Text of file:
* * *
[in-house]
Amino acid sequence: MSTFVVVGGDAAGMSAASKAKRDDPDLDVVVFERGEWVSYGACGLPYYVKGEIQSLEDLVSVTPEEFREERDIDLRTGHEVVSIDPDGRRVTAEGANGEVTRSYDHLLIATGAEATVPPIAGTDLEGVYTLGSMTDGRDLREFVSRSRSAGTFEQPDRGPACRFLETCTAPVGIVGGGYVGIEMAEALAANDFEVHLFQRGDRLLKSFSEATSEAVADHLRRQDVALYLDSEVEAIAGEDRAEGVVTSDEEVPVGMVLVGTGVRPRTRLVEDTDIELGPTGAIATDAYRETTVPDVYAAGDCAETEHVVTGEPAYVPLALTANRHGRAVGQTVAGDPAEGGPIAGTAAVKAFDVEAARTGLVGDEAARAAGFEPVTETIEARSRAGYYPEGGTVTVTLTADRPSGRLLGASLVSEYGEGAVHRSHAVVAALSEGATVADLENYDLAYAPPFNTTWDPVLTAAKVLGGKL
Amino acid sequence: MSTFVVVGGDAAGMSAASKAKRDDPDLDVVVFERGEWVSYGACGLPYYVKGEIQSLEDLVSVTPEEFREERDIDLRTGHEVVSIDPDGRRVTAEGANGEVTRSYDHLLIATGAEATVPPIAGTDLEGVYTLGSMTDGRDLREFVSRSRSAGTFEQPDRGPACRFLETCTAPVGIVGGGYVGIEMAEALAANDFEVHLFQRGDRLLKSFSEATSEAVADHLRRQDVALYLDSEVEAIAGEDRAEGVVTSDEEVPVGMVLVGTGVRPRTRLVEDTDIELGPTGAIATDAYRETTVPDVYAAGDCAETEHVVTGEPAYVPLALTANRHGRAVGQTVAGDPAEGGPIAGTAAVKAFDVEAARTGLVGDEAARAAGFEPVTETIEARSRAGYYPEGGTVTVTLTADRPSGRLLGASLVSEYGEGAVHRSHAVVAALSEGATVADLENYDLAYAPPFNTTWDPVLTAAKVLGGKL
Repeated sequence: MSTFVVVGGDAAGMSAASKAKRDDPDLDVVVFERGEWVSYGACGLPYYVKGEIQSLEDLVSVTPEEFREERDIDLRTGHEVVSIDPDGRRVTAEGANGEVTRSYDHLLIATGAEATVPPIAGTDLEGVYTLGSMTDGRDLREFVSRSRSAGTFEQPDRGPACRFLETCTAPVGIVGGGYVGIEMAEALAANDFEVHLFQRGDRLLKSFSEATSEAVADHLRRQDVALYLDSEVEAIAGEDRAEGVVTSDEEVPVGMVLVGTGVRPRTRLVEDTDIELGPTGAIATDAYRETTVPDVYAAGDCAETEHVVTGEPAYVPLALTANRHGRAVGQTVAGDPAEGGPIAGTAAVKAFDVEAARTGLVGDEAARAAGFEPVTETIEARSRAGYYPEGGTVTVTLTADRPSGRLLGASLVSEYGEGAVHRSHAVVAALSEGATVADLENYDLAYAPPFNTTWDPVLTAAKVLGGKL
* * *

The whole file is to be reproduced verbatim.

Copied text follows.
[in-house]
Amino acid sequence: MSTFVVVGGDAAGMSAASKAKRDDPDLDVVVFERGEWVSYGACGLPYYVKGEIQSLEDLVSVTPEEFREERDIDLRTGHEVVSIDPDGRRVTAEGANGEVTRSYDHLLIATGAEATVPPIAGTDLEGVYTLGSMTDGRDLREFVSRSRSAGTFEQPDRGPACRFLETCTAPVGIVGGGYVGIEMAEALAANDFEVHLFQRGDRLLKSFSEATSEAVADHLRRQDVALYLDSEVEAIAGEDRAEGVVTSDEEVPVGMVLVGTGVRPRTRLVEDTDIELGPTGAIATDAYRETTVPDVYAAGDCAETEHVVTGEPAYVPLALTANRHGRAVGQTVAGDPAEGGPIAGTAAVKAFDVEAARTGLVGDEAARAAGFEPVTETIEARSRAGYYPEGGTVTVTLTADRPSGRLLGASLVSEYGEGAVHRSHAVVAALSEGATVADLENYDLAYAPPFNTTWDPVLTAAKVLGGKL
Amino acid sequence: MSTFVVVGGDAAGMSAASKAKRDDPDLDVVVFERGEWVSYGACGLPYYVKGEIQSLEDLVSVTPEEFREERDIDLRTGHEVVSIDPDGRRVTAEGANGEVTRSYDHLLIATGAEATVPPIAGTDLEGVYTLGSMTDGRDLREFVSRSRSAGTFEQPDRGPACRFLETCTAPVGIVGGGYVGIEMAEALAANDFEVHLFQRGDRLLKSFSEATSEAVADHLRRQDVALYLDSEVEAIAGEDRAEGVVTSDEEVPVGMVLVGTGVRPRTRLVEDTDIELGPTGAIATDAYRETTVPDVYAAGDCAETEHVVTGEPAYVPLALTANRHGRAVGQTVAGDPAEGGPIAGTAAVKAFDVEAARTGLVGDEAARAAGFEPVTETIEARSRAGYYPEGGTVTVTLTADRPSGRLLGASLVSEYGEGAVHRSHAVVAALSEGATVADLENYDLAYAPPFNTTWDPVLTAAKVLGGKL
Repeated sequence: MSTFVVVGGDAAGMSAASKAKRDDPDLDVVVFERGEWVSYGACGLPYYVKGEIQSLEDLVSVTPEEFREERDIDLRTGHEVVSIDPDGRRVTAEGANGEVTRSYDHLLIATGAEATVPPIAGTDLEGVYTLGSMTDGRDLREFVSRSRSAGTFEQPDRGPACRFLETCTAPVGIVGGGYVGIEMAEALAANDFEVHLFQRGDRLLKSFSEATSEAVADHLRRQDVALYLDSEVEAIAGEDRAEGVVTSDEEVPVGMVLVGTGVRPRTRLVEDTDIELGPTGAIATDAYRETTVPDVYAAGDCAETEHVVTGEPAYVPLALTANRHGRAVGQTVAGDPAEGGPIAGTAAVKAFDVEAARTGLVGDEAARAAGFEPVTETIEARSRAGYYPEGGTVTVTLTADRPSGRLLGASLVSEYGEGAVHRSHAVVAALSEGATVADLENYDLAYAPPFNTTWDPVLTAAKVLGGKL